Thursday, June 23, 2011
Parkinson’s and Voice: Express Yourself
When you were a child it is likely that your parents told you it was impolite to stare at others, and yet, staring at faces is exactly what I have been doing since returning home from the Midwest Parkinsons Disease Conference in Iowa last week.
While at the conference, I conducted a Voice Aerobics™ class. The class was well attended, and participants followed along, but I couldn’t’ tell if they were enjoying themselves. Like any “performer”, when conducting a class or providing a seminar, I look for feedback to know if people are having fun, that the information is clear and meaningful, and that the audience engaged. But, I couldn’t find the feedback in my participants faces. At one point, I anxiously pleaded: “c’mon, Iowans, smile at me and let me know you are having fun.” Of course, once I had the opportunity to talk one on one with class participants, they were very kind and generous with their feedback.
Facial expressions, along with body gestures, are an important part of our day to day non-verbal communication with others, and even fleeting changes in expression can convey inner secrets about our emotional and physical states. How we use our non-verbal body language can also impact the quality of our relationships. So, the changes in facial expression that are associated with the bradykinesia ( stiffness/slowness) of Parkinson’s Disease (PD) are an important consideration when addressing changes in verbal communication such as the speech and voice symptoms that often accompany PD. I didn’t have many novel suggestions when asked the question: “how do we improve expression in our faces?”
So, I’ve been wondering , since returning home, how different, really were the faces in my class from other healthy adults? While working out at the gym yesterday morning, I studied the faces and the movements of others, young and old. The teenage boys seemed the most expressive. Even when they were not actively engaged in exercise, they were moving, twitching, fidgeting, hats off and on, fists open and closed and eyebrows and mouths in a dance of movement. The older men clearly moved more slowly and their faces had less expression, but once engaged in conversation, their arms and faces , too, seemed to gather more momentum, though never quite matching the young boys. So, I concluded , that even among the general adult population, expressive facial gestures may be tempered over time when compared to the exuberance of our youth. That was, until, yesterday afternoon, when I witnessed a communication environment that challenged this conclusion.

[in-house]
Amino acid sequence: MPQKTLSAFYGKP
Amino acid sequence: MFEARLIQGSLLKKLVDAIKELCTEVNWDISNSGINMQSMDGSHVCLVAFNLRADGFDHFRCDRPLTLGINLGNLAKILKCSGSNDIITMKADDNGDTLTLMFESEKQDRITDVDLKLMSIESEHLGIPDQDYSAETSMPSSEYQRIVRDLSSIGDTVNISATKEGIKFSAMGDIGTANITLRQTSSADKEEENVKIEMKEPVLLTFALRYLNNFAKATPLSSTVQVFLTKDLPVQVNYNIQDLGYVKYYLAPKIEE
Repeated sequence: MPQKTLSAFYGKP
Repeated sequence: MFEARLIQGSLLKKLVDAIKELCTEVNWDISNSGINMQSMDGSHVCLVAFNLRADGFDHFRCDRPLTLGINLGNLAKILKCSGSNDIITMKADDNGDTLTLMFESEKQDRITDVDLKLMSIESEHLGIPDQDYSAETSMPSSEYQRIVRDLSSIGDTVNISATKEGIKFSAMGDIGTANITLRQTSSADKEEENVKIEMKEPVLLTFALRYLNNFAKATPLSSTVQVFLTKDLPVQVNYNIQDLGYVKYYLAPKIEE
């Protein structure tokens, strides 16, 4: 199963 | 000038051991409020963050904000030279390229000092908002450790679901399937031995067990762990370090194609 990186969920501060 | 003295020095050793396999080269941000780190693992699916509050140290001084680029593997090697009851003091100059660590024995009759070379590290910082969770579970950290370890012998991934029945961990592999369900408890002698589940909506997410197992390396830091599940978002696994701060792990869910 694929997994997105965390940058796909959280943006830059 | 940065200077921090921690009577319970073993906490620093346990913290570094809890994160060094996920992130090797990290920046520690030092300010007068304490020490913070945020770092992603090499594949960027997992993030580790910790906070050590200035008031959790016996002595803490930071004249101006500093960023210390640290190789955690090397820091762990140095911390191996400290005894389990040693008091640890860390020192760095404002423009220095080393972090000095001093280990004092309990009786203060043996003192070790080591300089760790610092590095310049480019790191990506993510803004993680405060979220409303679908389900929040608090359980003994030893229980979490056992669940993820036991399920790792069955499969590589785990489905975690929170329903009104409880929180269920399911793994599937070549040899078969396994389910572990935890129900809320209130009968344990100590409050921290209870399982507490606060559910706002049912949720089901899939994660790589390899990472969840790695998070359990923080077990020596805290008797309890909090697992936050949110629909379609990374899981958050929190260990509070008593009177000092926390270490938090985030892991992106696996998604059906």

Yesterday afternoon, I attended a lunch time benefit held to support a local agency, Hearing Impaired Persons. With just over 90 people in attendance, and most of them older adults, at least half were deaf, and communicating in sign language. While waiting for a friend to arrive, I sat and watched, a couple’s conversation, trying not to be too conspicuous with my research. But hands, eyes, cheeks, and lips mouthing silent words were all moving. With my limited understanding of sign language , I picked up something about “a father”, “sick,” ,”home” faces happy, then sad. I sat mesmerized by the conversation that was taking place and the constant shift in facial expression and emotion. As I looked around the restaurant, I wondered how so many silent voices could fill the room with so much energy. When I mentioned my observation to my friend who runs the agency, she smiled, and said, “of course, it’s ALL communication, the facial expressions, the hands, the mouthing of words.”
When Parkinson’s stiffens and stifles movement, including facial expression we must draw from all parts of our body. Pulling energy from within and without, and powering our voices with movement the “ahs” are bigger when arms are outstretched, the “ees” prettier when teeth are showing, and faces friendlier when moved to smile.
So try this simple little task and judge if the movement enlivens your voice, improves your posture and brings more expression to your face:
While sitting on the edge of the bed, or the toilet, or a chair, first with arms resting on your thighs, vocalize MMMMWOW! Feel the energy of your voice powered by your breath, supported by your abdominal muscles, traveling through your voice box, resonating on your lips, and charging out of your wide open mouth. Take a new breath and repeat 5 times.
Now, repeat again, but this time, as your voice rises from within, raise your arms up high like you just won the biggest prize and vocalize MMMMWOW! With arms outstretched over your head, notice your posture lifted from your abdominals, feel your mouth and eyes wide open in surprise. Sense the emotion the words convey.
Repeat five times.